Healthcare organizations have made tremendous progress in adopting medical technology to increase their efficiency and improve the quality of care they deliver to patients. The new technology ranges widely, from automated patient check-in to connected IoT devices that can monitor a patient’s health and predict when illness is imminent.
However, with all this technology comes a different set of challenges for the healthcare industry. IT-centric solutions produce massive amounts of data that must be stored and protected—especially now, as the COVID-19 pandemic has caused a surge in remote healthcare.
Many healthcare appointments are now being made virtually via tele-health apps. All those remote consultation sessions need to be logged and stored for a standard period. On top of that, there are more patients than ever being admitted to hospitals, which further increases data volumes. And even more, data is being created around digital health passports and the status of an individual’s COVID-19 testing and vaccination.
As a result, the data demands of a healthcare organization can quickly explode. And it’s not just the growing data but the resources required to store, protect, and intelligently manage it all.
In the face of this unrelenting data growth—and the need for uninterrupted data availability—adequate storage and data backup is an urgent concern, particularly as healthcare systems must now factor in future black swan events like the COVID-19 crisis, which has put the industry under enormous stress and burden.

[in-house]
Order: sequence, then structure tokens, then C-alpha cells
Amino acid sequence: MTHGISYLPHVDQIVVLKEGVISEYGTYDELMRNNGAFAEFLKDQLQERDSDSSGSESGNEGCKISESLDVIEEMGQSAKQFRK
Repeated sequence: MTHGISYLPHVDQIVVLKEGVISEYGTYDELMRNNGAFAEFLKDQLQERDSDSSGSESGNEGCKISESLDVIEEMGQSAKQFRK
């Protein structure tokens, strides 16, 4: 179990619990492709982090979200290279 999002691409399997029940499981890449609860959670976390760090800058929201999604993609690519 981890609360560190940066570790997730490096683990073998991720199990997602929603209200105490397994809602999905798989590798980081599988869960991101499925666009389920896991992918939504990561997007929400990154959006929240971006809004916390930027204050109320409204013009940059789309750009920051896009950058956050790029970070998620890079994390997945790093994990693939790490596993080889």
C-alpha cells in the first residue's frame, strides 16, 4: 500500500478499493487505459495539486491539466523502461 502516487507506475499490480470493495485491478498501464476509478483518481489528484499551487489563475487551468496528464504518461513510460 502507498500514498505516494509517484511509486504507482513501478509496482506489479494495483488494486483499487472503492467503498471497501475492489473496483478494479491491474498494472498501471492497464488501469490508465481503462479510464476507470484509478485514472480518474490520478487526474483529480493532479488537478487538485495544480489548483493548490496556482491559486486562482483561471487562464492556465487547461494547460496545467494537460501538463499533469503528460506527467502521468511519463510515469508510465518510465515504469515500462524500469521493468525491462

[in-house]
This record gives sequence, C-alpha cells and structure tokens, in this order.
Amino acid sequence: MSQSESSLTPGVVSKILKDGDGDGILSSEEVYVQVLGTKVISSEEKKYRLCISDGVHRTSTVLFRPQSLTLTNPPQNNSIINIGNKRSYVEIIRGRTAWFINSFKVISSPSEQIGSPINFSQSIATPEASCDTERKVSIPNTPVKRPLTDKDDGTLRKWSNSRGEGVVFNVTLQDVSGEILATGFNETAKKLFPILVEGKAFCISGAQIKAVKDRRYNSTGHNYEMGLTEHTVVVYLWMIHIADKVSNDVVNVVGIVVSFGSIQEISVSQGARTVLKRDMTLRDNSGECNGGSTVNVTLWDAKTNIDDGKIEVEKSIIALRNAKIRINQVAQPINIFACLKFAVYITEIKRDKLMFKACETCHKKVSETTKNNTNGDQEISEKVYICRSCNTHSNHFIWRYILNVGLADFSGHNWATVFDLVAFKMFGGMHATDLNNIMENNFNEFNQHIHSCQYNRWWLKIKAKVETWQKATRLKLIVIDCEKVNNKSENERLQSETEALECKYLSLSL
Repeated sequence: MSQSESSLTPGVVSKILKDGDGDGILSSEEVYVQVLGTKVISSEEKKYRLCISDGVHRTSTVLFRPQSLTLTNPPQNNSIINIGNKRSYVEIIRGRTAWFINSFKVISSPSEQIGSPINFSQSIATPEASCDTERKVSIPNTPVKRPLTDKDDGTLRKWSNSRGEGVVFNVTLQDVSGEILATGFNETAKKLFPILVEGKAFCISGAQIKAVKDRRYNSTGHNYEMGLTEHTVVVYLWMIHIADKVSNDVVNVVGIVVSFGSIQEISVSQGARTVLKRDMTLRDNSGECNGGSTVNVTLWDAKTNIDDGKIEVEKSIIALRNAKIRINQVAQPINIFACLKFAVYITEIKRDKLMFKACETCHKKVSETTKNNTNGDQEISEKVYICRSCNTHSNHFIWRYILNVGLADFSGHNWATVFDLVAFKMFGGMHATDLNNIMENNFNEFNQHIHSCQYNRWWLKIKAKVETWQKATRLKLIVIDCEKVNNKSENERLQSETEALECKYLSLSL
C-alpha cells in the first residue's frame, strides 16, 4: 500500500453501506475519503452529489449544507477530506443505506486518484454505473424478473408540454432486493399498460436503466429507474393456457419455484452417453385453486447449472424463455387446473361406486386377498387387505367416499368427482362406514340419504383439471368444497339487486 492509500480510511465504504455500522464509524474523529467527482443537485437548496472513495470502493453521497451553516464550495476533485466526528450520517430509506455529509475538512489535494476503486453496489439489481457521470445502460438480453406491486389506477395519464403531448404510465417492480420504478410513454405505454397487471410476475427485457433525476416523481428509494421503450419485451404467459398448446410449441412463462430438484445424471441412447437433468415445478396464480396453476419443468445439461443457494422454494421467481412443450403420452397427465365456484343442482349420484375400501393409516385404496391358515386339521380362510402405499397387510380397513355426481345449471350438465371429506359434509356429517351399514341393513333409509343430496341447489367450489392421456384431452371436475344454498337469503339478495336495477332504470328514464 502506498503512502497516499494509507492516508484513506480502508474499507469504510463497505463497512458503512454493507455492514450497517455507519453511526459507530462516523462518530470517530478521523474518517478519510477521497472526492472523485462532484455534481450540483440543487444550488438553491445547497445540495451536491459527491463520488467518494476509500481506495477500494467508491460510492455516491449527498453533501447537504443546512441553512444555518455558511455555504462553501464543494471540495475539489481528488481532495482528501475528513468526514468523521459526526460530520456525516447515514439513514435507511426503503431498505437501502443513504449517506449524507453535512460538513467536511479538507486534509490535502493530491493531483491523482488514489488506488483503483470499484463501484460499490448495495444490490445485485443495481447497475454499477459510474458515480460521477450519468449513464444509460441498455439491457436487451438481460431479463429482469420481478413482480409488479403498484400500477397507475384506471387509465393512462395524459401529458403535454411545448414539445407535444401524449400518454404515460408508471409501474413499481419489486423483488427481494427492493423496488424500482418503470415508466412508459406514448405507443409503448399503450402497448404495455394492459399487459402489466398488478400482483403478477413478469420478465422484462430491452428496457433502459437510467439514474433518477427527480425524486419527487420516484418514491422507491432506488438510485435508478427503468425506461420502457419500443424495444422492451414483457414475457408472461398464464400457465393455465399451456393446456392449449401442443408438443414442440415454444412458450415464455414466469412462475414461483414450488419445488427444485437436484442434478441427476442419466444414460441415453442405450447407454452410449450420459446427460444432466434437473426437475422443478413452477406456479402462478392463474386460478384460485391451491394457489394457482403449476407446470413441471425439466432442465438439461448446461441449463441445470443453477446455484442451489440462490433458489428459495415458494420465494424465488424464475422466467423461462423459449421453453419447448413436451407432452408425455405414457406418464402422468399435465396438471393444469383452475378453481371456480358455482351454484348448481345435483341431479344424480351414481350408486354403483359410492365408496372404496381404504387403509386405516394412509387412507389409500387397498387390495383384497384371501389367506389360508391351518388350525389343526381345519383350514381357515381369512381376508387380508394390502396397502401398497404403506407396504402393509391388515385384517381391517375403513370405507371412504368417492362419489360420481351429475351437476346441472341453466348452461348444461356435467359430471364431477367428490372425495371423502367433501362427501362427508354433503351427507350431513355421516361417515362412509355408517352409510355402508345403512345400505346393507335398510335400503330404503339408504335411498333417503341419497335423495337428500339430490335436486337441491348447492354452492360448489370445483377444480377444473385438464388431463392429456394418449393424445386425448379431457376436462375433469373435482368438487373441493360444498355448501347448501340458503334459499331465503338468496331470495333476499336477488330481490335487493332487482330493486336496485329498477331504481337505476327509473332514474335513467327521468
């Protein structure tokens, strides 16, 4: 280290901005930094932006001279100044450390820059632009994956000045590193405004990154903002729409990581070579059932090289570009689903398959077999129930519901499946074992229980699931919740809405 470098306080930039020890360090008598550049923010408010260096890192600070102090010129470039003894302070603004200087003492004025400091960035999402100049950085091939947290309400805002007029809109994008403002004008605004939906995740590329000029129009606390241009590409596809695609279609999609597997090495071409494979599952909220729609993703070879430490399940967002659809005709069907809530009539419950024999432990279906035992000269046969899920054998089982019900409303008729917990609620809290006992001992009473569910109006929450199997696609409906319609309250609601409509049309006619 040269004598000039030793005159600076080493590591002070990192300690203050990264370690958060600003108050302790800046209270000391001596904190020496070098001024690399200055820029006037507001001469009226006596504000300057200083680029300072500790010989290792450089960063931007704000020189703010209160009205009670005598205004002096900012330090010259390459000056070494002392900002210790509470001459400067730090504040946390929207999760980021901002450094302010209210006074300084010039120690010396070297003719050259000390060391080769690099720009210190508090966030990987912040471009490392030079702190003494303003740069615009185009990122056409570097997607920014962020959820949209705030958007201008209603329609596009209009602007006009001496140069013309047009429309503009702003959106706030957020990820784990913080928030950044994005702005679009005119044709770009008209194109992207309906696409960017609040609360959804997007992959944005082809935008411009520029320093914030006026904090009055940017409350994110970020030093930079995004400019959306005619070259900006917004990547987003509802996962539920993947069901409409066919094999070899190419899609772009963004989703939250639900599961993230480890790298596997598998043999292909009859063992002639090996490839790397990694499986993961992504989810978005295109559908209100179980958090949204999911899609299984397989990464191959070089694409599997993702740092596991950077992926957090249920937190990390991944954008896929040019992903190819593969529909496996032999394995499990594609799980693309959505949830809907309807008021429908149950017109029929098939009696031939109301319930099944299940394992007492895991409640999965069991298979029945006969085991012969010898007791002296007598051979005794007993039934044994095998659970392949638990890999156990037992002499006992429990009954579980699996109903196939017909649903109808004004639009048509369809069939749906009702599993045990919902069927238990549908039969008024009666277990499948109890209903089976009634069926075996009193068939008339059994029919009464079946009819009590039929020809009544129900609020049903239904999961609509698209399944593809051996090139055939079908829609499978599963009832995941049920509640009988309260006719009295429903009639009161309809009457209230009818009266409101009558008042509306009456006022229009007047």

Most importantly, the pandemic phase also observed that healthcare organizations are increasingly coming under cyber threat, especially from ransomware attacks, which lock up files associated with a hospital’s critical patient data and information systems, then demand a large payment to unlock them.
In 2020, during the COVID surge, more than a third of healthcare organizations suffered a ransomware attack globally. Of those, 65% said the cybercriminals encrypted their data as part of the attack, according to cybersecurity company Sophos. Furthermore, Cybersecurity Ventures predicted that the healthcare industry will suffer 2-3X more cyberattacks in 2021 than the average amount for other industries.
Only a year ago, Indian pharma major Dr Reddy’s Laboratories reported an “information security incident” which involved a ransomware attack. It led the company to even temporarily shut down some of its production facilities around that time. Barely a fortnight later, another drug manufacturer Lupin reported having faced a similar attack.
Being one of the most data-sensitive industries, it is imperative for healthcare organizations to be best prepared with their data protection and management strategies. Here are three ways healthcare organizations can eliminate the risk of data loss and protect their priceless digital assets.
1. Put a plan in place and train employees in security
The weakest link in security is often the user. In healthcare, many users of technology do not come from a technical background. They are skilled in their areas of expertise but not so much with evolving technologies and the multiplying numbers of endpoints where they must enter data, retrieve records, and manage and maintain them. This situation is ripe for data exfiltration and other malware attacks.
Healthcare providers are particularly susceptible to this kind of extortion due to their dependence on up-to-the-minute information from patient records. COVID-19 has heightened this susceptibility. Understandably, many providers pay the ransom rather than risk the lives of their patients.